Fair Or Biased? Seniors May Have To Take A Driving Test In Texas
I recently went on a lovely vacation with my parents, and part of our trip involved driving to a famous and fabulous museum. Dad drove while I purchased our tickets online, and I discovered something that surprised me- we would save $4 on Mom's ticket because she is now what that institution considers a "senior."
My mother is a capable, intelligent, and vigilant person, should she have to prove her prowess to drive? In Texas, she's many years off from having to (possibly) prove herself, but other states have stricter rules. At what age do seniors have to re-test to keep their driver's license in Texas? And is it fair?
There is no formal senior re-testing age in Texas; however, that does not mean that seniors are subject to the same lenient rules as the rest of us. Per our DPS website, seniors 79 and older are required to renew their driver's license in person, pass a vision test, and give responses about their medical history.
You will only be required to take a driving test or obtain additional information from your physician if, after being evaluated, it is determined that you may not be able to safely operate a motor vehicle.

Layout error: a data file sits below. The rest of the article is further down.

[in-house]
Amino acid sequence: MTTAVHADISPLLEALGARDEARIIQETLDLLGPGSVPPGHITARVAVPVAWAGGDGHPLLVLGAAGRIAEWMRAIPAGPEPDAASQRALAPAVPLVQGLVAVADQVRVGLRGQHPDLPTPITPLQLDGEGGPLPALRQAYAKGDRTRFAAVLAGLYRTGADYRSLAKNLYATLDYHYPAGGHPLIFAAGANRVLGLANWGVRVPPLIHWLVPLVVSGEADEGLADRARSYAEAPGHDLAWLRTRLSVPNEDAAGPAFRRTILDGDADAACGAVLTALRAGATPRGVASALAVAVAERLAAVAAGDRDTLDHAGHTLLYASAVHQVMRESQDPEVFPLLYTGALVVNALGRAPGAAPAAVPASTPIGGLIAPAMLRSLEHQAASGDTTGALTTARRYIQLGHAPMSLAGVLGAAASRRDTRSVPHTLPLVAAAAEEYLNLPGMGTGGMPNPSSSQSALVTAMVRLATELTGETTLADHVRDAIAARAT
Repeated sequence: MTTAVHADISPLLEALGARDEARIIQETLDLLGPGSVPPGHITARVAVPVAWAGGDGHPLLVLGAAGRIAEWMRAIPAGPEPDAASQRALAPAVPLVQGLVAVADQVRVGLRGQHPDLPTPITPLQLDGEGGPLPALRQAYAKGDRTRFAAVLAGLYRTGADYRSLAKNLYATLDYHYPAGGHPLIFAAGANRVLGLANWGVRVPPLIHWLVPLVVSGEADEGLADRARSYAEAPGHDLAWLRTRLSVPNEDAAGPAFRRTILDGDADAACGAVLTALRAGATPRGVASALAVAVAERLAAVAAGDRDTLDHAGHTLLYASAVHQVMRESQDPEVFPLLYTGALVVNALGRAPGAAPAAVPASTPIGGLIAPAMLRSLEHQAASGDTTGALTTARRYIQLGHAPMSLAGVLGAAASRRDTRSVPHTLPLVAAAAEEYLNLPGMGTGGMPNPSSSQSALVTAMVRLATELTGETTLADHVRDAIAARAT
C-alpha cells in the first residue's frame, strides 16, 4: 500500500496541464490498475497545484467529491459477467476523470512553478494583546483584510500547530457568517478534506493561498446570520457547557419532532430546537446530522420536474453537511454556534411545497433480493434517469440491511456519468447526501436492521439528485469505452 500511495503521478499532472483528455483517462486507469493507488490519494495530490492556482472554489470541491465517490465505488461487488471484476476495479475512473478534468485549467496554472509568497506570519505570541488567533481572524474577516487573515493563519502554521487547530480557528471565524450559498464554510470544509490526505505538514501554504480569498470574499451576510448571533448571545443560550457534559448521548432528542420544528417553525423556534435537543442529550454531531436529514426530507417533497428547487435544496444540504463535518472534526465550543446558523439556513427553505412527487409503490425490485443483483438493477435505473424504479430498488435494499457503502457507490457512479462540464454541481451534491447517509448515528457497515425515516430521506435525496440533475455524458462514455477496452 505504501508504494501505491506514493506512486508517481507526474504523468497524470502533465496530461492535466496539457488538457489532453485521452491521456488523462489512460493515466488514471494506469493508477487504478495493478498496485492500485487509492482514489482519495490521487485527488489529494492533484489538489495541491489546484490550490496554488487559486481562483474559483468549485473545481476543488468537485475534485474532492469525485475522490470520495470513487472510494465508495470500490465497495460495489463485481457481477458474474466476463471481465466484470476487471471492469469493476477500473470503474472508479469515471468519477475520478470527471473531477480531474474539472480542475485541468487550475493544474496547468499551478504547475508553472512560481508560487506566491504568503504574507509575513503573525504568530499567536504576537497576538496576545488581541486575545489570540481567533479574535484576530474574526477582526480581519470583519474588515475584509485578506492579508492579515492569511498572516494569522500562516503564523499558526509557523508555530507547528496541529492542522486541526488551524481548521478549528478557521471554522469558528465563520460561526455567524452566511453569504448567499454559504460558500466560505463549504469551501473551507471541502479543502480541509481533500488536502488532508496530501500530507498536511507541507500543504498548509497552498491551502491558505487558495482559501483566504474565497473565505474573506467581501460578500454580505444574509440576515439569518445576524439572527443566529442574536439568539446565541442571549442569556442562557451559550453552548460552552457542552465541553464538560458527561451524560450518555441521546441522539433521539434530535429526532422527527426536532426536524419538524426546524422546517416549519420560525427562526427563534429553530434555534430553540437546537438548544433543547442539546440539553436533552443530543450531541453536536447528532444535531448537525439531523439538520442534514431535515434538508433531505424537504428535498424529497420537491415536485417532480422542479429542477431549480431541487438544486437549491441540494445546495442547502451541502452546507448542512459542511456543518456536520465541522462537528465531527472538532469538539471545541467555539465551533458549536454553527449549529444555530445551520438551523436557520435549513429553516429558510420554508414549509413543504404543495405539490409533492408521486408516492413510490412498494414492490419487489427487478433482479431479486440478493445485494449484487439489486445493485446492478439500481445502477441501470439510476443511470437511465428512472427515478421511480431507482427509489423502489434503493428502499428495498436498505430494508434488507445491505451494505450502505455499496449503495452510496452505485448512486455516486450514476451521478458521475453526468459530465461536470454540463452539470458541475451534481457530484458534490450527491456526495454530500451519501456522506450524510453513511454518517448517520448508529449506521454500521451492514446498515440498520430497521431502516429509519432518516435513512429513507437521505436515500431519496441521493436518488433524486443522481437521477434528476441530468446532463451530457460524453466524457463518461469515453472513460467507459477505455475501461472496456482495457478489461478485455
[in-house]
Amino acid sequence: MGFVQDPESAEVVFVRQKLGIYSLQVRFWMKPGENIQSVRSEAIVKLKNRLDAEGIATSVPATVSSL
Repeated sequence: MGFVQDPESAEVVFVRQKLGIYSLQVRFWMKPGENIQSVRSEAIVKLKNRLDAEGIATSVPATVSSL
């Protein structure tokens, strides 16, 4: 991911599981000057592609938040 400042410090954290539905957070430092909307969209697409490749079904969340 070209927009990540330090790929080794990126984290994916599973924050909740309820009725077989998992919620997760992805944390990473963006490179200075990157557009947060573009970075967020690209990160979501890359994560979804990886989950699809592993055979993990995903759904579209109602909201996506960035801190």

That seems pretty lenient and fair on the surface, but are we being unfairly biased towards older drivers? Well, not if we are going by the numbers. People 80 and older not only tend to crash more but there is also a dramatic increase in fatalities when they do have accidents. So there must be a balance struck between allowing adults to have sovereignty and independence, but also common sense measures to keep them (and other folks on the road) safe.
The main reason my parents and I took our vacation was to visit my grandmother- who has voluntarily given up driving as a personal preference. Instead, she uses an Uber to get where she needs to go (probably making friends with the driver each time) and has her groceries delivered. For her, it wasn't giving anything up, it was freeing herself from a chore. I'm glad she made this decision for herself, rather than having any right of hers taken away.
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